Senior Communications Manager
Kirk Nahra Comments on Details of EU-U.S. Privacy Shield Agreement
Kirk J. Nahra, chair of Wiley Rein’s Privacy Practice, was quoted yesterday in The Privacy Advisor about the U.S. Department of Commerce’s release this week of the full text of the EU-U.S. Privacy Shield agreement.
“I think there’s still a real question as to whether it’s really going to get approved on the EU side,” Mr. Nahra said of the agreement, which was negotiated by Commerce and the European Commission. But he said there’s probably a likelihood that the deal will ultimately gain approval, because a data transfer mechanism is needed for commercial transactions—on both sides of the Atlantic—to continue.
“Do the EU politicians think at this point they can get a better deal out of the U.S. government?” Mr. Nahra asked. “That’s a game of playing chicken. Their choice is either agree or not, and then you’ve got all those commercial problems, which I don’t think is in their interest either.”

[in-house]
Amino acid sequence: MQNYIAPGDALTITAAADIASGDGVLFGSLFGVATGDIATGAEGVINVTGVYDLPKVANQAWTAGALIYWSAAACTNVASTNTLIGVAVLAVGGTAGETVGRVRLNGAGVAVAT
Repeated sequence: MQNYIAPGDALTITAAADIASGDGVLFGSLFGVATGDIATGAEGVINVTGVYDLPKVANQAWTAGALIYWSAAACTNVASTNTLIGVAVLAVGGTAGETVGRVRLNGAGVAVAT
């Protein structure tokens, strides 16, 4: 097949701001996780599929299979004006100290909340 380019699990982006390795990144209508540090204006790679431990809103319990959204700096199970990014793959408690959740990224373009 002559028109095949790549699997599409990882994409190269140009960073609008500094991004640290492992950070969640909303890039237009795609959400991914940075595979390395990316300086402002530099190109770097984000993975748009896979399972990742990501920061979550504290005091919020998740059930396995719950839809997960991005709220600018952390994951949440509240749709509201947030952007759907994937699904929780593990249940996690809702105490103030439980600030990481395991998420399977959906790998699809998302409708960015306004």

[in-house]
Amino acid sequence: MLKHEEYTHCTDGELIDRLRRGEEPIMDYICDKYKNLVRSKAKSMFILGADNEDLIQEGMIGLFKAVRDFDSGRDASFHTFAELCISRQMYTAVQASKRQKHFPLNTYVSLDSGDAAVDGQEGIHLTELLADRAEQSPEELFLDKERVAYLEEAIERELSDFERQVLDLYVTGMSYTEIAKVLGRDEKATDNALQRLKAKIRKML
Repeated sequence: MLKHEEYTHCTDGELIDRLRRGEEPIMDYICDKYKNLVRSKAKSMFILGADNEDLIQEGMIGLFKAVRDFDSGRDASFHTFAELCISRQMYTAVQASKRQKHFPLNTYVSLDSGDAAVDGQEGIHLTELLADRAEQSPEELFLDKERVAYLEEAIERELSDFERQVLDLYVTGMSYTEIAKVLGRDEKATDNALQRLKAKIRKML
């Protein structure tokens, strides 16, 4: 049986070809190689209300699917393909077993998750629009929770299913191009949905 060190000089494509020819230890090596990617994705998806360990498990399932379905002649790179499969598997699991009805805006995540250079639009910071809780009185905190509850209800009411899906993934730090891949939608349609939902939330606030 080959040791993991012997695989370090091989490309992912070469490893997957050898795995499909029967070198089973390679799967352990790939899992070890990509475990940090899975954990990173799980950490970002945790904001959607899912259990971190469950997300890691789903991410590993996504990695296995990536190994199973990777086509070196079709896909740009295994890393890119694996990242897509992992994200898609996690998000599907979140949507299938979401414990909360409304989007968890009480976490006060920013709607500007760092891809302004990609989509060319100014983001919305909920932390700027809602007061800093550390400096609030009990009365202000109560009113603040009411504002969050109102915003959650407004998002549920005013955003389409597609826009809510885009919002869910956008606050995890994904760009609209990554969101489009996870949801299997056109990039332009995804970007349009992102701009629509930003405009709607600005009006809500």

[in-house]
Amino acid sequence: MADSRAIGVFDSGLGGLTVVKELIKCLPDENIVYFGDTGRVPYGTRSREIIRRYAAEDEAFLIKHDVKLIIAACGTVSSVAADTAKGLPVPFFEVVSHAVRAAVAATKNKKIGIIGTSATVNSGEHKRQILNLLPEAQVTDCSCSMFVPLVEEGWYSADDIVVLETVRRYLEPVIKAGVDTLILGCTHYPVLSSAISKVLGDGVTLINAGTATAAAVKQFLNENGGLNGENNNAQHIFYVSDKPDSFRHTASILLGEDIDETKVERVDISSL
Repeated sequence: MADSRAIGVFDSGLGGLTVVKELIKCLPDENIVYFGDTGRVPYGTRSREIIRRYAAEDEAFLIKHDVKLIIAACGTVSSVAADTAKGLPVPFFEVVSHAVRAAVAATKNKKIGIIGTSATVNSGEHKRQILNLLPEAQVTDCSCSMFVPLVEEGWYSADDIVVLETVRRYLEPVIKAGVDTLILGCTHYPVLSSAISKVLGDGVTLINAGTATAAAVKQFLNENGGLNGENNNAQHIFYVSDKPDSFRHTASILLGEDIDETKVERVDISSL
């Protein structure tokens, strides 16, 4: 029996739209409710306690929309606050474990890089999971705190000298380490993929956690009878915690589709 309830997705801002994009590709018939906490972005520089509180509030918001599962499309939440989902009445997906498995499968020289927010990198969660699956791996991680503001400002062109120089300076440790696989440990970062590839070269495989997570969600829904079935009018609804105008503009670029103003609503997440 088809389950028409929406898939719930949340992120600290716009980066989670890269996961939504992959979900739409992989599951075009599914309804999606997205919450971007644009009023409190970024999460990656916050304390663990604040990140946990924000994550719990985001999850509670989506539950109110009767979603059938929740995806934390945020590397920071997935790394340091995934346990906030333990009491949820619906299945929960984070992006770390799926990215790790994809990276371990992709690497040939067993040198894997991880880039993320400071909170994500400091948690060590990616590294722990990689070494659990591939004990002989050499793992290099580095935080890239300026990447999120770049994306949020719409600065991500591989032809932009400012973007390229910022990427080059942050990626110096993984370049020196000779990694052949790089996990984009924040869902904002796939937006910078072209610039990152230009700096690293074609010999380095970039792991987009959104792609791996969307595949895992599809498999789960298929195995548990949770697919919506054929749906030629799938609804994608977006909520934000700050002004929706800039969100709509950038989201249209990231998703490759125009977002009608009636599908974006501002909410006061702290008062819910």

The article notes that U.S. authorities made accommodations based on EU concerns, but there has been some early criticism of the agreement from European officials. “It’s now a question of how much more the extreme voices get to control things,” Mr. Nahra said.
He also pointed out the new agreement misses the mark in some ways. The Schrems case—which led the EU’s highest court to invalidate the old Safe Harbor framework last year—focused on U.S. law enforcement’s access to EU citizens’ data. However, that potential situation didn’t apply to most of the companies certified under Safe Harbor. “The problem that came out of the Schrems decision is not that the companies were doing anything wrong,” Mr. Nahra said, adding that the focus should be on whether it’s now harder for the U.S. government to access the data.
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